High Levels of Serum Protein CC16 Predict Lung Disease Worsening in Systemic Sclerosis
High levels of a blood protein called CC16 predict a higher likelihood of lung disease worsening in patients with systemic sclerosis (SSc), according to researchers.
Their study, “High Baseline Serum Clara Cell 16 kDa Predicts Subsequent Lung Disease Worsening in Systemic Sclerosis,” was published in The Journal of Rheumatology.
Clara cell 16 kDa (CC16) is a pneumoprotein (a protein produced by the lung) and a known sensitive biomarker of lung damage.
In the presence of acute or chronic lung injuries, CC16 is released into the bloodstream, and therefore its serum levels reflect the extension of lung damage. In line with this observation, levels of this protein are known to be high in the blood of patients with pulmonary fibrosis.
In the study, researchers reasoned that, since elevated serum levels of CC16 could identify lung damage, they might be used to predict the rate of lung function worsening in patients with systemic sclerosis.
To test this hypothesis, researchers set up a prospective study that followed 106 patients (mean age of 55.4) with systemic sclerosis for four years. About half of the patients (52.8%) had interstitial lung disease (ILD), while about one-third (35%) displayed diffuse cutaneous scleroderma.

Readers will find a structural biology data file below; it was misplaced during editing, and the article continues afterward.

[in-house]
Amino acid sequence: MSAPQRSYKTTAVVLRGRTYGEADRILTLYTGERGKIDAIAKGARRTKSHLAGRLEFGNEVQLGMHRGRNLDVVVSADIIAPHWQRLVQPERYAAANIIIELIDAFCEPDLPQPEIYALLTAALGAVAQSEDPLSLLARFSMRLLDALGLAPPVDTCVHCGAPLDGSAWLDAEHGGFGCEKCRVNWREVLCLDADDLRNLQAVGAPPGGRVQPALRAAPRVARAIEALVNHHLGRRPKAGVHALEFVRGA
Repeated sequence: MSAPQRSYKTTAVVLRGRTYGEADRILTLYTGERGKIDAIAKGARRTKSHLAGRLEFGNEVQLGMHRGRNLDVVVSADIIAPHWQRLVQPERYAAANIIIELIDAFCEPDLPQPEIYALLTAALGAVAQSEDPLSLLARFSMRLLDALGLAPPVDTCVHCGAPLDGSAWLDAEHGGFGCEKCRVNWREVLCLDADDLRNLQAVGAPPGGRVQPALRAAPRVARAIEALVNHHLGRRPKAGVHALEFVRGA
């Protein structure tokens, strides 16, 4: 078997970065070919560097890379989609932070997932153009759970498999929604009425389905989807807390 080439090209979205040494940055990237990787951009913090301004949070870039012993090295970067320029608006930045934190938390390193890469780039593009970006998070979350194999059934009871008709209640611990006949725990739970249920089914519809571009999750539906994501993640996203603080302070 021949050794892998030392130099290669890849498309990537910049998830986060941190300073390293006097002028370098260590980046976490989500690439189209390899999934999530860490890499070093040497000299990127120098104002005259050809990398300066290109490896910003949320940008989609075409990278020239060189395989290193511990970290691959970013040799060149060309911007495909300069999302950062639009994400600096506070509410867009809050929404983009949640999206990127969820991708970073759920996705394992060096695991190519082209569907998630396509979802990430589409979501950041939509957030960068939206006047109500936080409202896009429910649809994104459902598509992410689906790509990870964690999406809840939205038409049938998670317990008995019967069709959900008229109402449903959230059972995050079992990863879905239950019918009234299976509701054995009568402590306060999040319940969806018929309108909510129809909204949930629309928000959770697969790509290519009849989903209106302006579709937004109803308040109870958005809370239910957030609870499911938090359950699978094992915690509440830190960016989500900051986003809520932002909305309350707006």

The risk of lung disease progression was analyzed throughout the four-year period — defined as a 10% decrease in the total lung capacity or forced vital capacity, or death — and compared with the serum CC16 levels at baseline, when patients were included in the study.
Results showed that a blood level of the protein higher than 33 ng/mL predicted deterioration of lung disease or death within two years, with a 76% sensitivity and 65% specificity.
Patients with higher baseline serum CC16 levels experienced, on average, an event of lung disease worsening or death earlier (42.8 months) than patients with low baseline serum levels (56.3 months).
Even after adjusting the results for age, duration of disease, clinical, and lung function measures, patients with elevated levels were at a higher risk (2.9 times higher) of more rapid lung disease worsening, when compared with patients with levels below 33 ng/mL.
“Our findings showed that baseline serum CC16 has a significant predictive value for worsening of lung disease in patients with [systemic sclerosis],” the researchers wrote.
“Further studies are needed to show whether serum CC16 could be used in association with other pneumoproteins to obtain a better predictive value in SSc and other chronic pulmonary diseases,” they added.